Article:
Te Whatu Ora – Health New Zealand is hundreds of millions of dollars behind its equity drawdown forecasts, indicating potential troubles with its construction pipeline.

As of Sept 30 last year, the central health agency had drawn down $1.66 billion for capital projects, about $430 million shy of the $2.09b forecast.

Actual expenditure was $1.89b, $68m more than in August.

Te Whatu Ora largely draws down on funds from the health capital envelope at the construction phase. Preconstruction work – things like planning, design and earthworks – was funded by local districts, a spokesman said.

“Whether funds have been drawn down is therefore not necessarily a reflection of the extent of progress,” he said.

Health minister Ayesha Verrall repeated this line.

BusinessDesk put it to Te Whatu Ora that the forecasts should factor this in, and that the ‘actual’ spend was still below the equity drawdown prediction.

“Most of the expenditure occurs in the construction phase, which is factored into the forecast costs,” the spokesman said.

“However, some projects in the health infrastructure portfolio are experiencing delays in their timelines for the commencement or progressing of construction activity and this has affected actual expenditure and drawdown.”

The new centralised health agency is responsible for a huge programme of capital projects, including hospital extensions, refurbishments and, in the case of Dunedin Hospital, an entirely new facility.

According to an update report provided to former health minister Andrew Little last November, the Infrastructure and Investment Group within Te Whatu Ora was monitoring 103 projects with combined crown funding of $6.677b.

“As with most significant infrastructure projects, the health portfolio is experiencing time and cost pressures, largely driven by global factors, including around supply chains, labour shortages and inflation,” the Te Whatu Ora spokesman said.

Information surgery

Last year, BusinessDesk made an Official Information Act (OIA) request for monthly reports updating ministers on health capital projects through to November 2022.

After multiple extensions, the health minister’s office released 11 reports on March 17 – 115 days after the request was lodged (this includes the Christmas period and weekends).

Like a surgeon slicing through flesh, the reports were all heavily redacted. Entire sections were removed, including what must be dated assessments of cost escalation risks across the entire capital programme.

Verrall defended the decision.

“Some figures cannot be made public until decisions are made due to commercial sensitivity,” she said.

This secrecy extended to a decision, made by the ministers of health and finance in March, to use funds in the existing health capital envelope to address cost pressures for urgent projects.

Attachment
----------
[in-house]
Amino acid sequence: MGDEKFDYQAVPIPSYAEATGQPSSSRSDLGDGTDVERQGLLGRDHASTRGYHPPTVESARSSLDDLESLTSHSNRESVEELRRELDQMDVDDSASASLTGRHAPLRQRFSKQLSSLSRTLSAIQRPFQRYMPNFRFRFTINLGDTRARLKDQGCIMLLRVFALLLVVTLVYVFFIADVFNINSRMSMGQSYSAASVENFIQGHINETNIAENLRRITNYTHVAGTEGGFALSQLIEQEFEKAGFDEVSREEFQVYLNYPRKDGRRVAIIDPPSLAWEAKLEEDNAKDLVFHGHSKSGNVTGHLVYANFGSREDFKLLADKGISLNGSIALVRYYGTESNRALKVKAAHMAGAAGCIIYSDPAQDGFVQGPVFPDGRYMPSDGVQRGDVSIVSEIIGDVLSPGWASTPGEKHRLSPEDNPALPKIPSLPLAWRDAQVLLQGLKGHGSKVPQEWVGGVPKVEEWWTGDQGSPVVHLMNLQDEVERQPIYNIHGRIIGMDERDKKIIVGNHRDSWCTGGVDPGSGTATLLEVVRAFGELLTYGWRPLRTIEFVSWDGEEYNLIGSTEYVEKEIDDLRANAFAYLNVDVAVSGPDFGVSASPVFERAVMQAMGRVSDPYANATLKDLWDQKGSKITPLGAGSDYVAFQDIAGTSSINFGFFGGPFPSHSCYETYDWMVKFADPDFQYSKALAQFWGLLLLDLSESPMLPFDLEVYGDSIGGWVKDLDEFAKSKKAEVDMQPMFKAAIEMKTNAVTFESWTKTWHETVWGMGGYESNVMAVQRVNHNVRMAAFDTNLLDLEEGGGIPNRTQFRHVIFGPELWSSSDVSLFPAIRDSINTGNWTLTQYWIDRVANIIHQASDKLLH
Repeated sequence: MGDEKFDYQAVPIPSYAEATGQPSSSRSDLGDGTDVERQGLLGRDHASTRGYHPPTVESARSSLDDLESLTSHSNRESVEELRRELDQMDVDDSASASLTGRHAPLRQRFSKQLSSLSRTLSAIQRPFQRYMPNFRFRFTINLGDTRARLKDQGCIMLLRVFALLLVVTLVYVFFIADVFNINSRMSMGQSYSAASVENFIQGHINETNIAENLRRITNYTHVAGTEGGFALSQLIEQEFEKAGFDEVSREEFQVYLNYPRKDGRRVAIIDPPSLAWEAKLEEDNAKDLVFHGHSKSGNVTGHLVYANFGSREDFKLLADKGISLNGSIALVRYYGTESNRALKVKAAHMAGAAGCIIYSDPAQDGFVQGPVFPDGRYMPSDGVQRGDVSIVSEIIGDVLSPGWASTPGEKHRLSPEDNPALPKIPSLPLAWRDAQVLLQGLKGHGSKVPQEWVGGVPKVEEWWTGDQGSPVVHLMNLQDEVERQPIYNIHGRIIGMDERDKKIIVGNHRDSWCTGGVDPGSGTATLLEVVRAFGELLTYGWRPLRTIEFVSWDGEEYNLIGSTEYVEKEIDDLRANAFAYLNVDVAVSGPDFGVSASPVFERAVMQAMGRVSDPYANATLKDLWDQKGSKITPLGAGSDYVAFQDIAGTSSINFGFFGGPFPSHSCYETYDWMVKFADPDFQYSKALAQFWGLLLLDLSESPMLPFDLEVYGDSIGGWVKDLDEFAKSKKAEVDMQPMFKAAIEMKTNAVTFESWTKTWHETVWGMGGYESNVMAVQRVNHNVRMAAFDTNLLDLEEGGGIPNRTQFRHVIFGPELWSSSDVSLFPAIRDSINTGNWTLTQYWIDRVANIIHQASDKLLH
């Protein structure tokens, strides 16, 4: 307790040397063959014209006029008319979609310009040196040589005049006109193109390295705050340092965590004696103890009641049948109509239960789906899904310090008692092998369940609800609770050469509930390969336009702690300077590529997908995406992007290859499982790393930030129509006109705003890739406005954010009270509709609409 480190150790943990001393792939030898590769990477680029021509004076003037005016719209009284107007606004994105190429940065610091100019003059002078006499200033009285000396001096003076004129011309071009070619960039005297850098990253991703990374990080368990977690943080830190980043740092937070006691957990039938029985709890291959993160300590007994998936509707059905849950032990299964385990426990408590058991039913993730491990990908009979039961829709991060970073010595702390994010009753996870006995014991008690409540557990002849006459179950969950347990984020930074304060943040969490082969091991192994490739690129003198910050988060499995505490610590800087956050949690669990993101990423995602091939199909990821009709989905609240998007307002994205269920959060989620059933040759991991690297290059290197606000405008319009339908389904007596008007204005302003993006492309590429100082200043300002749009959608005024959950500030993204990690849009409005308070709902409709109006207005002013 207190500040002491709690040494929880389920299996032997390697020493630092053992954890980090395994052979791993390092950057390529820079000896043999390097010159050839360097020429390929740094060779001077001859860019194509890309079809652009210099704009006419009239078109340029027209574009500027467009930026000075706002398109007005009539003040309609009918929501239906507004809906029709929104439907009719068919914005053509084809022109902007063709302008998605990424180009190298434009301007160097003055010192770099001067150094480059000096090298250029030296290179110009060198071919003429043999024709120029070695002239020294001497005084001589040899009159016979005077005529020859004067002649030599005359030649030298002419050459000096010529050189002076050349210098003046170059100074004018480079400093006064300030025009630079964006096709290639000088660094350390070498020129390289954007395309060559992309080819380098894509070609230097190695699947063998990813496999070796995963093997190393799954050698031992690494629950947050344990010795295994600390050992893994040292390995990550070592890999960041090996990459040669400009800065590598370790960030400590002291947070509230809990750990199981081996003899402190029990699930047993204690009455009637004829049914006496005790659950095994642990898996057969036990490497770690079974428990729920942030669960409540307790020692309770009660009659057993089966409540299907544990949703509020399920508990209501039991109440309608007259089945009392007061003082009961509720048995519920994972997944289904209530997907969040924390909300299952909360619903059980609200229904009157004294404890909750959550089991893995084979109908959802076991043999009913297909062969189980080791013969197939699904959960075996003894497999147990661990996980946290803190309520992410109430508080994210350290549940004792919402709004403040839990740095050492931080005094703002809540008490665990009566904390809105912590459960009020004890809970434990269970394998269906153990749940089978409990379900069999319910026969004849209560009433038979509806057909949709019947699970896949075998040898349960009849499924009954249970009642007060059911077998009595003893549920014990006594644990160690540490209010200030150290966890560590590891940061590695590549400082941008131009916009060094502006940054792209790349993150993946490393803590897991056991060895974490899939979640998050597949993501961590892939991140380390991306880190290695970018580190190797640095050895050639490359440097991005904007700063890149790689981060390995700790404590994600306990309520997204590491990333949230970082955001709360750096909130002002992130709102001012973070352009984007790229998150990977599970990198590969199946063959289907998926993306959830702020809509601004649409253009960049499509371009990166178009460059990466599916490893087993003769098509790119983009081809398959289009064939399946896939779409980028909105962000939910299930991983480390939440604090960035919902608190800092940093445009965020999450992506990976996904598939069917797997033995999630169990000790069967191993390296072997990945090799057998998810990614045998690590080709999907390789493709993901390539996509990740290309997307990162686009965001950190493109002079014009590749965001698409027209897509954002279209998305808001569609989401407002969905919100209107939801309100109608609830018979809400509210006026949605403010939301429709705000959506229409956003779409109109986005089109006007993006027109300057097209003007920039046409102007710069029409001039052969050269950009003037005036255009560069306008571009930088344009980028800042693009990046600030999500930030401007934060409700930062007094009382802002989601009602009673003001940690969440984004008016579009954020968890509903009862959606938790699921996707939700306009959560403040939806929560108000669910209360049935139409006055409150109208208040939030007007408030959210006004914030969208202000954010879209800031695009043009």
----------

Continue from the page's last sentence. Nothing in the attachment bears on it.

“For the sake of protecting commercial negotiations and in line with best practice, it is not currently possible to disclose any details about that extra funding,” Verrall said.

It’s possible the new Dunedin Hospital is one such urgent project.

Late last year, Te Whatu Ora confirmed the government had provided a further $110m for the new hospital, taking its budget to more than $1.5b.

As the November update made clear, the project experienced a $200m escalation last year, leading to a ministerial direction to find $100m in savings. The redesign process, which could only come up with $90m, delayed delivery of the hospital by an extra nine months, according to the OIA documents. 

Ōtākaro in, then out

The update reports contained brief summaries, many of them fully or partially redacted, of the status of individual projects.

It’s clear some builds were experiencing pressures.

In 2020, then-health minister Little announced $154m for a third tower on a new hospital in Christchurch.

The November 2022 update said tenders for a main contractor identified a budget shortfall in line with a previous cost escalation risk estimate.

“A paper seeking additional funding of $29.51m and approval to award the main contract was submitted to the Te Whatu Ora board in September for consideration,” the document said.

A paper seeking approval for the funding was submitted to ministers on Oct 28.

Interestingly, the OIA documents also revealed that Te Whatu Ora was considering using Ōtākaro, a crown company set up to lead the delivery of the Canterbury earthquake rebuild projects, for a West Coast mental health unit.

As BusinessDesk revealed last month, Ōtākaro, which has been given a new national remit, has been in talks with government agencies about taking over the management of some projects.

The Te Whatu Ora spokesman said the company was considered to lead the mental health unit project due to its experience delivering infrastructure projects.

“Later, Te Whatu Ora and Ōtākaro jointly decided that, in the best interests of the project and both organisations, Te Whatu Ora would continue to deliver the project,” he said.